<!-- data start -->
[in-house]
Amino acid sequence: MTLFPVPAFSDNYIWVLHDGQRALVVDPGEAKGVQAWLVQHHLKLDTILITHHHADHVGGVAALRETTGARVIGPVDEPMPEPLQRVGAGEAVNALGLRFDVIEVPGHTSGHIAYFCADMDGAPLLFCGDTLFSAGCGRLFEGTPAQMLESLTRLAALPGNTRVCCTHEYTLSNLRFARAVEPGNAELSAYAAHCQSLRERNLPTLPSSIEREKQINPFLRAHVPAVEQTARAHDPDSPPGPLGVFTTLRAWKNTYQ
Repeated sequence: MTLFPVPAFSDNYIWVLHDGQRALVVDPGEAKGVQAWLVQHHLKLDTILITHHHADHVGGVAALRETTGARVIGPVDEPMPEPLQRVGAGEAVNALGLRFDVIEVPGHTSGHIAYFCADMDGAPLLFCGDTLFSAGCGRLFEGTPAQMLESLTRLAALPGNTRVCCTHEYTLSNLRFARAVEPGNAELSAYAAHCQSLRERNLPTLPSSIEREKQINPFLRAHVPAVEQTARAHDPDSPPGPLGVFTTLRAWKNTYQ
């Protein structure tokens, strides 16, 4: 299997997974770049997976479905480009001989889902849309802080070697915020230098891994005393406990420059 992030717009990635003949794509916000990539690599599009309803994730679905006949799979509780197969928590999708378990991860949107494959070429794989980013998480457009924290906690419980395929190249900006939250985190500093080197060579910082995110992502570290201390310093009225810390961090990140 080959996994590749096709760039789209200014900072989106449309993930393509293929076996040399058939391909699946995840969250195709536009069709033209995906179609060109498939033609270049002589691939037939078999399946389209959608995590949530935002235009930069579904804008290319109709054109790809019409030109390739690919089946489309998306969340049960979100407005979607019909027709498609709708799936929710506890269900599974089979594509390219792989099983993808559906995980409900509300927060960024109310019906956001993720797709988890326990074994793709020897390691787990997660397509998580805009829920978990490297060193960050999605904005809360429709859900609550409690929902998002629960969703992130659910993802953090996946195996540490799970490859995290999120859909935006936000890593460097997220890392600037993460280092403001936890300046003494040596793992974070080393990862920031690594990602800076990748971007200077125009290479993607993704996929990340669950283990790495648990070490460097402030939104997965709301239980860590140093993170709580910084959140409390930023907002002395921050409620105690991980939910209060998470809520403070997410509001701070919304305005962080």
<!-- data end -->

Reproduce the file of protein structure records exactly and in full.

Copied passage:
[in-house]
Amino acid sequence: MTLFPVPAFSDNYIWVLHDGQRALVVDPGEAKGVQAWLVQHHLKLDTILITHHHADHVGGVAALRETTGARVIGPVDEPMPEPLQRVGAGEAVNALGLRFDVIEVPGHTSGHIAYFCADMDGAPLLFCGDTLFSAGCGRLFEGTPAQMLESLTRLAALPGNTRVCCTHEYTLSNLRFARAVEPGNAELSAYAAHCQSLRERNLPTLPSSIEREKQINPFLRAHVPAVEQTARAHDPDSPPGPLGVFTTLRAWKNTYQ
Repeated sequence: MTLFPVPAFSDNYIWVLHDGQRALVVDPGEAKGVQAWLVQHHLKLDTILITHHHADHVGGVAALRETTGARVIGPVDEPMPEPLQRVGAGEAVNALGLRFDVIEVPGHTSGHIAYFCADMDGAPLLFCGDTLFSAGCGRLFEGTPAQMLESLTRLAALPGNTRVCCTHEYTLSNLRFARAVEPGNAELSAYAAHCQSLRERNLPTLPSSIEREKQINPFLRAHVPAVEQTARAHDPDSPPGPLGVFTTLRAWKNTYQ
């Protein structure tokens, strides 16, 4: 299997997974770049997976479905480009001989889902849309802080070697915020230098891994005393406990420059 992030717009990635003949794509916000990539690599599009309803994730679905006949799979509780197969928590999708378990991860949107494959070429794989980013998480457009924290906690419980395929190249900006939250985190500093080197060579910082995110992502570290201390310093009225810390961090990140 080959996994590749096709760039789209200014900072989106449309993930393509293929076996040399058939391909699946995840969250195709536009069709033209995906179609060109498939033609270049002589691939037939078999399946389209959608995590949530935002235009930069579904804008290319109709054109790809019409030109390739690919089946489309998306969340049960979100407005979607019909027709498609709708799936929710506890269900599974089979594509390219792989099983993808559906995980409900509300927060960024109310019906956001993720797709988890326990074994793709020897390691787990997660397509998580805009829920978990490297060193960050999605904005809360429709859900609550409690929902998002629960969703992130659910993802953090996946195996540490799970490859995290999120859909935006936000890593460097997220890392600037993460280092403001936890300046003494040596793992974070080393990862920031690594990602800076990748971007200077125009290479993607993704996929990340669950283990790495648990070490460097402030939104997965709301239980860590140093993170709580910084959140409390930023907002002395921050409620105690991980939910209060998470809520403070997410509001701070919304305005962080």